The contract between Service Employees International Union and five janitorial companies expires November 20th. The union represents some 3,200 janitors in Houston. Beverly Ortiz is with the union.
“You know what, what we’re looking for is a contract that brings justice to all parties, right? And so we’re looking for the cleaning contractors, the workers and the community. So here’s the things that we’re proposing: wage increases, because so many Houstonians are having trouble feeding their families. We’re proposing easier access to healthcare because the healthcare crisis, we know, is hurting everyone right now in Houston. And we’re proposing guaranteed increased hours, because the economy needs stable jobs that are full-time jobs. So those are the main components that we’re looking at.”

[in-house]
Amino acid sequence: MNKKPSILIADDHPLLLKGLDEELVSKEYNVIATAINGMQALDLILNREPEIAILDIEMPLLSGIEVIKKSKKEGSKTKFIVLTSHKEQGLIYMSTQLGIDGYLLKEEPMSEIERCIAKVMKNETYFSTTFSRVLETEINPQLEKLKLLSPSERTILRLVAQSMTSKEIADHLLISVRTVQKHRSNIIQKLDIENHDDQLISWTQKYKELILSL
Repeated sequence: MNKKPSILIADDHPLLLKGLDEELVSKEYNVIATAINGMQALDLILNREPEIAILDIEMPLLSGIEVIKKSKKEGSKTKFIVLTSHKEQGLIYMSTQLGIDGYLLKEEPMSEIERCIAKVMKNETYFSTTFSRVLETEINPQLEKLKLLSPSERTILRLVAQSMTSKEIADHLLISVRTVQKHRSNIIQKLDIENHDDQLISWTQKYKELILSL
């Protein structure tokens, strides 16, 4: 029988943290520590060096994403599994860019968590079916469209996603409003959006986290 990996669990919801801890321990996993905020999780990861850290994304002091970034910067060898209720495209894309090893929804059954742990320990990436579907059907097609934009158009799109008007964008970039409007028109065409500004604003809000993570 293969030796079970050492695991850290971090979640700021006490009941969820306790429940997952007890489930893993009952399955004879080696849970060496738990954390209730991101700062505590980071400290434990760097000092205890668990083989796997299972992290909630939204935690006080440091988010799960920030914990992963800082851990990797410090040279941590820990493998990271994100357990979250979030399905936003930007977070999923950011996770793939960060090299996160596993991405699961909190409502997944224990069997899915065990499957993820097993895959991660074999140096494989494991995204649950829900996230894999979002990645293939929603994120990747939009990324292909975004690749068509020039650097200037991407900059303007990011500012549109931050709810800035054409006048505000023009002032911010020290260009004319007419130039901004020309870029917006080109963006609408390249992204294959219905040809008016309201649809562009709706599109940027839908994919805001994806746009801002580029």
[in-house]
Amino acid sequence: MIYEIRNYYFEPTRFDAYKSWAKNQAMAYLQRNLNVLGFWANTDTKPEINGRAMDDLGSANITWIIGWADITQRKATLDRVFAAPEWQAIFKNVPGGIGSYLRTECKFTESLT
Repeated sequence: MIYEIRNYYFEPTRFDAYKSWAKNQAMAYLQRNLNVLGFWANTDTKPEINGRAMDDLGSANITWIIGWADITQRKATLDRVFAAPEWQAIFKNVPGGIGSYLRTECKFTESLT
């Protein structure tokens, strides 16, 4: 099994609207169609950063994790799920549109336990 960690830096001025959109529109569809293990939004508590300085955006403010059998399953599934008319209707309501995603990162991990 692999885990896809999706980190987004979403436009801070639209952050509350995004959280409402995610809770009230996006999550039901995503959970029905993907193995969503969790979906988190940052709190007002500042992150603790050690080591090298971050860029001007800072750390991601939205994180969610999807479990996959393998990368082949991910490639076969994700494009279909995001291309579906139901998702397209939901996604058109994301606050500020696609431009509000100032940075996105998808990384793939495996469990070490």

Building owners could cite the economy and fewer tenants in their counter-arguments. SEIU led a month-long strike three years ago that blocked traffic in Houston intersections, leading to the three-year agreement that is about to expire.
“We improved on wages. You know, we went from $5.15 to $7.75 now. We improved hours from four to six hours in most buildings. And then we, you know, the clinic–the clinic that has been opened that the janitors can go to and see a doctor any, you know, every day that they want to, to be able to be a lot better. And respect, as well. You know, there was a lot of stuff going on in the job sites that was not acceptable. So all of these things were gains that we had the first time around.”
The union is negotiating with ABM Industries, GCA Services Group, ISS Group, Pritchard Industries and Aztec Facilities Services—five companies that make up almost three-fourths of the commercial cleaning market in Houston.
Ed Mayberry, KUHF-Houston Public Radio News.